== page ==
The effects of trauma can be influenced by many different internal and external factors, so what you may be feeling will vary significantly from another person.
Post Traumatic Stress Disorder can develop following a traumatic event and is diagnosed by a physician. The symptoms of PTSD can be categorized physically and psychologically.
- Food (higher or lower appetite)
- Gynecological/menstrual pain
- Sexual dysfunction
- Higher risk of contracting HIV & STBBI
- Fear, anxiety, social anxiety disorder
- Psychological distress, depression
- Hyperarousal: always on alert and hypervigilant even when there is no danger, may cause insomnia
- Avoidance: avoid consciously or subconsciously thoughts, feelings, or situations that could be reminders of the experience
Kristen R. Choi, PhD, a registered nurse and researcher at UCLA who studies trauma explains that trauma is different for everyone, but two of the more common reactions are feeling very strong emotions or feeling little.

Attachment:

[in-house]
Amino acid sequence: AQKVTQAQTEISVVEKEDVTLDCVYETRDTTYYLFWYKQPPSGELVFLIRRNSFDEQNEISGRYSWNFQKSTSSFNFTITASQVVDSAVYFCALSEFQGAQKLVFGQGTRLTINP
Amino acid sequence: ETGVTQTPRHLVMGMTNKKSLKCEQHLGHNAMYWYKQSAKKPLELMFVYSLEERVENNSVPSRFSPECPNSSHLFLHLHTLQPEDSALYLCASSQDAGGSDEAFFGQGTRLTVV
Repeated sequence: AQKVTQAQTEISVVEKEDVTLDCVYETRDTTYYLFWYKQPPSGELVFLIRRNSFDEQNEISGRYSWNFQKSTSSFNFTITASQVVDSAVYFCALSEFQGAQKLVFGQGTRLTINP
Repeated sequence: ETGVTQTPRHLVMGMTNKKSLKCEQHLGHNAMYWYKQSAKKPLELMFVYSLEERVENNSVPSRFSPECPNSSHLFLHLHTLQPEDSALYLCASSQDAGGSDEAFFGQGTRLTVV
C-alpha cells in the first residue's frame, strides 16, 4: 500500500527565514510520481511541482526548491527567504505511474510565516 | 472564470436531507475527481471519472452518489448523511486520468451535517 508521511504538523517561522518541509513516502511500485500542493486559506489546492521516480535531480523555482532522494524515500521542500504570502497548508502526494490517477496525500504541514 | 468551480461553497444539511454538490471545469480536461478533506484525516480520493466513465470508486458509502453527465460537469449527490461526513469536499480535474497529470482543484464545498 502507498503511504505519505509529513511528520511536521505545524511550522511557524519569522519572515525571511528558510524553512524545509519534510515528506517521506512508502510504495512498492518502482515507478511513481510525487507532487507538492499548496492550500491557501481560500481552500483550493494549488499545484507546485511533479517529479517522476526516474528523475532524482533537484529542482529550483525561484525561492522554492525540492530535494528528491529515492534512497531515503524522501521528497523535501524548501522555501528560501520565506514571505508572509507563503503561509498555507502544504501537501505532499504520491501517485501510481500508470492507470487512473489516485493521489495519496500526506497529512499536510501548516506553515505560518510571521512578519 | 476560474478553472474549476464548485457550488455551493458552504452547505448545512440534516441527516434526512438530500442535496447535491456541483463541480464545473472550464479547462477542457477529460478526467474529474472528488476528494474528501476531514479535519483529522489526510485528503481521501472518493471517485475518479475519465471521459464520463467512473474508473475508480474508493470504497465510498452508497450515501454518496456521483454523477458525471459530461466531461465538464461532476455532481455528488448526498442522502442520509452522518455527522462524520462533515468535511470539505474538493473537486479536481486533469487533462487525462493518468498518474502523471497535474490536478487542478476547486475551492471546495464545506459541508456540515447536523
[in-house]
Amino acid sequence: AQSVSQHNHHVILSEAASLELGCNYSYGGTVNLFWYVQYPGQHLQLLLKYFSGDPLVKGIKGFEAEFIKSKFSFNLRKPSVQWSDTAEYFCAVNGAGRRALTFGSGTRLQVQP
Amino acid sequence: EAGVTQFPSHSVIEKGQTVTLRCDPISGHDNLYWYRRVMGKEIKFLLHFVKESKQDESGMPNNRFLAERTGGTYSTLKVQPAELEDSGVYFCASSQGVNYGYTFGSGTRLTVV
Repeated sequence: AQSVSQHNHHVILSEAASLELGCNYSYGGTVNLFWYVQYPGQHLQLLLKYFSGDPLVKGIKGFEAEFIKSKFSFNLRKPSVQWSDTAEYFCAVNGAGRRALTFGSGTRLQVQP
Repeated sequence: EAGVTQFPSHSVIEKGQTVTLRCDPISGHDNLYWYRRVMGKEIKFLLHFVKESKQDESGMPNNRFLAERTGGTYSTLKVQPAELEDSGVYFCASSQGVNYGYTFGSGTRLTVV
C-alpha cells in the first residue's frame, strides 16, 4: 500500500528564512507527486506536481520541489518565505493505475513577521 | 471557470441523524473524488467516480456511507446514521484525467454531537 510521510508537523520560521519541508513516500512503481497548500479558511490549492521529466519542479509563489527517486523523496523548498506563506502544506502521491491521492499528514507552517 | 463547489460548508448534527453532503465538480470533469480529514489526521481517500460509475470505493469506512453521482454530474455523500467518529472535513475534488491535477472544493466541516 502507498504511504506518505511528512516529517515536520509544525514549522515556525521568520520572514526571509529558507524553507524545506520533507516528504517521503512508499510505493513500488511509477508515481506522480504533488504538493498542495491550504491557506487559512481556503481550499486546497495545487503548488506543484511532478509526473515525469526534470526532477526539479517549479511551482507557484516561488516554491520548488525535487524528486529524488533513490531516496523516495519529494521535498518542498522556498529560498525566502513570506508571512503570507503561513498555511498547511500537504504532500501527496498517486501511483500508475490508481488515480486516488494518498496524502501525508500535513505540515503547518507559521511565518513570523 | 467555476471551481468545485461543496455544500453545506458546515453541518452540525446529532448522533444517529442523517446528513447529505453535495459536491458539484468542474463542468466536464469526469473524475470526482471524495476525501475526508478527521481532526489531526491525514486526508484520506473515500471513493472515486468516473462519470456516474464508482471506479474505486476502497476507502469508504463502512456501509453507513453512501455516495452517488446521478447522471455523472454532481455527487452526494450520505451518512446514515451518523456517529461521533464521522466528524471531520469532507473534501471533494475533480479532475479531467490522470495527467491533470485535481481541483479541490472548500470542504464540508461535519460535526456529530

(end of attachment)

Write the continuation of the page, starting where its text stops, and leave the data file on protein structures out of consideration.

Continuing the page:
You might have overwhelming negative emotions or not be able to stop crying. On the other hand, you might feel numb and unable to experience pleasure or pain.
It is also not uncommon to feel guilty or ashamed after trauma has sunk in. For example, you might think you didn’t react the way you should’ve. That’s normal, but if those feelings linger for more than a few weeks, you should look for help.
On the other hand, you might behave in unexpected ways after trauma. For example, some people engage in more risk-taking behaviours, which might seem unusual, especially if you’ve just survived a situation where your life was in danger, but it’s a normal reaction.
A first step you can take is to acknowledge that you’ve gone through trauma and accept that your emotions might be affected. After that, you can consider reaching out to a healthcare professional. They may be able to provide resources to help you feel better.
Here are some resources you can reach out to for help:
National Sexual Assault Hotline 800.656.HOPE (4673)
Crisis Resources https://www.camh.ca/en/health-info/crisis-resources